Monday, September 8, 2008

Pork loin and eggplant

I almost never cook fatty bits of meat, but then again when I go to an Estonian style restaurant or someone's mom has prepared fried meat then I quite like it. So the last time I went to the market I saw this really nice, clean looking loin peace of pork, with the skin and the fat still on (the blade chop) and couldn't resist buying it.
There we were then, me and the fatty peace of meat, staring at each other in my kitchen. I wasn't quite sure what to do with it. But then I remembered a very appetizing picture of a loin of pork from Mr. Ramsay's 'A Chef for all seasons' and it was settled.

Loin of pork with Indian style eggplant and fragrant rice. (Sealiha indiapärase baklazaani ja aromaatse riisiga.)
Loin of pork (blade chop) ~400 gr
sea salt
2 cloves of garlic

Eggplant (inspired by Nami-Nami)
1 eggplant
1 large ripe tomato
1 red bell-pepper
1 onion
1 tsp tumeric
2 tsp cumin seeds
1 tsp coriander powder

rice (~150 gr)
1 tsp tumeric powder
1 tsp ginger powder
pinch of ground nutmeg

Heat a pan, when hot, put the pork on the pan, rind down and press it down until the rind starts crackling. Do that until the rind looks nice, slightly browned and crackled.
Preheat the oven to 200C. Transfer the pork into an oven tin, sprinkle with sea salt and roast for 30 minutes.
Cut up the garlic into thick slices and after 30 minutes of roasting, put holes in the meat with a knife and stuff them with garlic. Turn down the heat to 180 and roast for 15 more minutes. It's ready if clear juices come out when pierced with a skewer.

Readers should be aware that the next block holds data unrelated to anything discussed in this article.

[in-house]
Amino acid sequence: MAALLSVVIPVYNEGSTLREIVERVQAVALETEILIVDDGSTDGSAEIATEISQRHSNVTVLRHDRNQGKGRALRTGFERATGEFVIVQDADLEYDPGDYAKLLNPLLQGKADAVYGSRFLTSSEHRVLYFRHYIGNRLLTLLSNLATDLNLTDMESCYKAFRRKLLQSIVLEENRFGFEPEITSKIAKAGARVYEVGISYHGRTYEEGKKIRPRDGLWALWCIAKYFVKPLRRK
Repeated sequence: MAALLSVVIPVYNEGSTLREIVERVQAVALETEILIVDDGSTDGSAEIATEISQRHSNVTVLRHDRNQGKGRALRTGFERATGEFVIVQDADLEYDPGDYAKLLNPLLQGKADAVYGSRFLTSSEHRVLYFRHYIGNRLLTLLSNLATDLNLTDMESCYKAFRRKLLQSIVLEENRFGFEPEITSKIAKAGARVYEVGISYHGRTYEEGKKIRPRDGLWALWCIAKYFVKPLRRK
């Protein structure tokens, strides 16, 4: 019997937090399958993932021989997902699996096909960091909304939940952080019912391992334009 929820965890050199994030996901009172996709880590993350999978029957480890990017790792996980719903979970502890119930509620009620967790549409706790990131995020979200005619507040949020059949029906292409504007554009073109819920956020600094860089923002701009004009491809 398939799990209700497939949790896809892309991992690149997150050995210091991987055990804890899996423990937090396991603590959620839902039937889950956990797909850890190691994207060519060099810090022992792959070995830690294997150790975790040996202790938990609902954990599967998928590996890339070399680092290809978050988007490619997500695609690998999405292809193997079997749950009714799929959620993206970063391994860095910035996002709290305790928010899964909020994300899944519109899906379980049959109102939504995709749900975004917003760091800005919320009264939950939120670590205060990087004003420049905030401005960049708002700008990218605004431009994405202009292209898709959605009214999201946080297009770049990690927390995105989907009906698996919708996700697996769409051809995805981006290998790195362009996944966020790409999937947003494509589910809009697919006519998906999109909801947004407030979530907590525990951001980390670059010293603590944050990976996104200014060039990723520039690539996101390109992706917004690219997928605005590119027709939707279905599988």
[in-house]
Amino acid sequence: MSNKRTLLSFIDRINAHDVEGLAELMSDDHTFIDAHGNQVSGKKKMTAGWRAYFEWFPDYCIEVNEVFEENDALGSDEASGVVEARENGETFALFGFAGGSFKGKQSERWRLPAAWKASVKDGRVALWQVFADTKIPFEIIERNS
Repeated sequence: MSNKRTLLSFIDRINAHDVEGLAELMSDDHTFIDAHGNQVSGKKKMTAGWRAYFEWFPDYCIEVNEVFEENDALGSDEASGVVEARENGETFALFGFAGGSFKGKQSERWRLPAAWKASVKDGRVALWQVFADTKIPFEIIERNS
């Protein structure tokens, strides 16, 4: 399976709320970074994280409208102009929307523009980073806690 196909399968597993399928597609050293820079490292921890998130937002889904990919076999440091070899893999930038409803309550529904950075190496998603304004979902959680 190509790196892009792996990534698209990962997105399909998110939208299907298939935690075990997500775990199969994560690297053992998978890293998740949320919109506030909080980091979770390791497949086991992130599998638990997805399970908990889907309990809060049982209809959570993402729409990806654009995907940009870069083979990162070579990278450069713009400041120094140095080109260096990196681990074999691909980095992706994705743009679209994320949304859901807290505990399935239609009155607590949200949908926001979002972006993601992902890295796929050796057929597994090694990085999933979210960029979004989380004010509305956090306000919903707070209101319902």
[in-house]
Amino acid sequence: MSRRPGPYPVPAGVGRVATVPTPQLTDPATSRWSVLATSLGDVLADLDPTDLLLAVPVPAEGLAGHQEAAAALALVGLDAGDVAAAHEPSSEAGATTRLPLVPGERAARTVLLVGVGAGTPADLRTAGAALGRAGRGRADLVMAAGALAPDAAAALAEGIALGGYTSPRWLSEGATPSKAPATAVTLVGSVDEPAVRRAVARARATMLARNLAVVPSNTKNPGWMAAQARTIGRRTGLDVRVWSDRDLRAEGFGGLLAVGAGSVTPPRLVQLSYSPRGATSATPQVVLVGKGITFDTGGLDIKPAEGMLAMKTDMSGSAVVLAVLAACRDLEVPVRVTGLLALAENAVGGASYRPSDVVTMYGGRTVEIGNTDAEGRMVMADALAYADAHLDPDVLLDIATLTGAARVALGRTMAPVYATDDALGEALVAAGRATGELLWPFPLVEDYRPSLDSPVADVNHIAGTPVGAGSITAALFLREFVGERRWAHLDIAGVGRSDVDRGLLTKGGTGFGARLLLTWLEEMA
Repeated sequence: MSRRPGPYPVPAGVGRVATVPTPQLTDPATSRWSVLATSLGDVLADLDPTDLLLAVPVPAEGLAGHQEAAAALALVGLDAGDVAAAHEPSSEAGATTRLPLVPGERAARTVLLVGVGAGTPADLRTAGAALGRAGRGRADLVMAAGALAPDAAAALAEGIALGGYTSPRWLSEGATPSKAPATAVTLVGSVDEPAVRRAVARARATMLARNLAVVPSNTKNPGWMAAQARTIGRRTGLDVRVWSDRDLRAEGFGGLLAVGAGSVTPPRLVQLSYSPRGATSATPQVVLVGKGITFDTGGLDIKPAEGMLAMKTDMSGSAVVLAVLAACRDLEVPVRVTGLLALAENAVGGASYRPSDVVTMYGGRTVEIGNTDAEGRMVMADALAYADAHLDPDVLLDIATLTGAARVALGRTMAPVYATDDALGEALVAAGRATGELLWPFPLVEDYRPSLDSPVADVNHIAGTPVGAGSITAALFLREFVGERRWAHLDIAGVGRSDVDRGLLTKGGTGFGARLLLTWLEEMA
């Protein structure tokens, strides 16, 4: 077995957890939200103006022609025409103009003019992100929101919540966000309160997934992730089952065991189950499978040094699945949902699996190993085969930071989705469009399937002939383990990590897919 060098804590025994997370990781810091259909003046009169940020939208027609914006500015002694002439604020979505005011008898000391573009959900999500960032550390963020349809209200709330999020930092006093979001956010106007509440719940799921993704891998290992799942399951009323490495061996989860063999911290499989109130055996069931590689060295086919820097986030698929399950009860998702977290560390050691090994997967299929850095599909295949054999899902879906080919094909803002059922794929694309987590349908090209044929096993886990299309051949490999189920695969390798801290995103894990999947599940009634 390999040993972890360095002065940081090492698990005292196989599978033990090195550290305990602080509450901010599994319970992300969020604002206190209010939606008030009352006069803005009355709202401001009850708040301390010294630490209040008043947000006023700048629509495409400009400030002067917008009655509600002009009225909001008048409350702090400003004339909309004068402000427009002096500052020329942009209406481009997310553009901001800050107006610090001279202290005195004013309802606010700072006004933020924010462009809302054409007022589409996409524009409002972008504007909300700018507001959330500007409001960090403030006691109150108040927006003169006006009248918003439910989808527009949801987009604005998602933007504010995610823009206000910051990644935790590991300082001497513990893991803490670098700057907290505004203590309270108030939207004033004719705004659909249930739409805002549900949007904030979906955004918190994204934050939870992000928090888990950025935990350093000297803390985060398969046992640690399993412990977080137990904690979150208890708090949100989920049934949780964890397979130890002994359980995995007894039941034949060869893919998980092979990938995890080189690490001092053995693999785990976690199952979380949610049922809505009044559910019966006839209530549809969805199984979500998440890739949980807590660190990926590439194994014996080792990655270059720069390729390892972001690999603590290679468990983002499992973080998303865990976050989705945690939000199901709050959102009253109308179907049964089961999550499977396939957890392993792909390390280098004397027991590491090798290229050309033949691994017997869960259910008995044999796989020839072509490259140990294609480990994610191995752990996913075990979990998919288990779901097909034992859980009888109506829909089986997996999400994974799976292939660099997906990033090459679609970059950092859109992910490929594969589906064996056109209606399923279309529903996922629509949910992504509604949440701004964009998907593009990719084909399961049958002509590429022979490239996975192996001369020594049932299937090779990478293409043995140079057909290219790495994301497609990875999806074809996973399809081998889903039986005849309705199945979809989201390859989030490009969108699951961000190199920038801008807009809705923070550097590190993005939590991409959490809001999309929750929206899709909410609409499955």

Cut the eggplant into thick slices and brown on both sides on a frying pan. It'll take a while.
Chop the onions and the bell peppers. Peel and chop the tomatoes. When the egg-plant is ready, fry the onions in oil until golden, then add the bell peppers and when they've become more tender, add the spices and quickly fry for 30 seconds. Then add the tomatoes. Cook for about 5 minutes, then carefully lay in the sliced egg-plant and cover the slices with the sauce.

Rinse the rice and if possible leave it soaking for a while (30 min). Cover the rice with water so that you'll have about 1 cm more water above the rice and add in the spices from the start. Place a saucepan over a moderate-high heat. Bring the water to the boil and then reduce it to a simmer. Place a lid on the saucepan and leave the rice to cook for 10 minutes then turn off the heat heat. Leave it for 5 minutes to steam. All of the water should go in the rice.

It looks and smells very nice and the relatively light sides of eggplant and rice kind of balance out the fatty meat. And even if you don't eat the crackling, it still makes it look nice and adds flavor to the meat.

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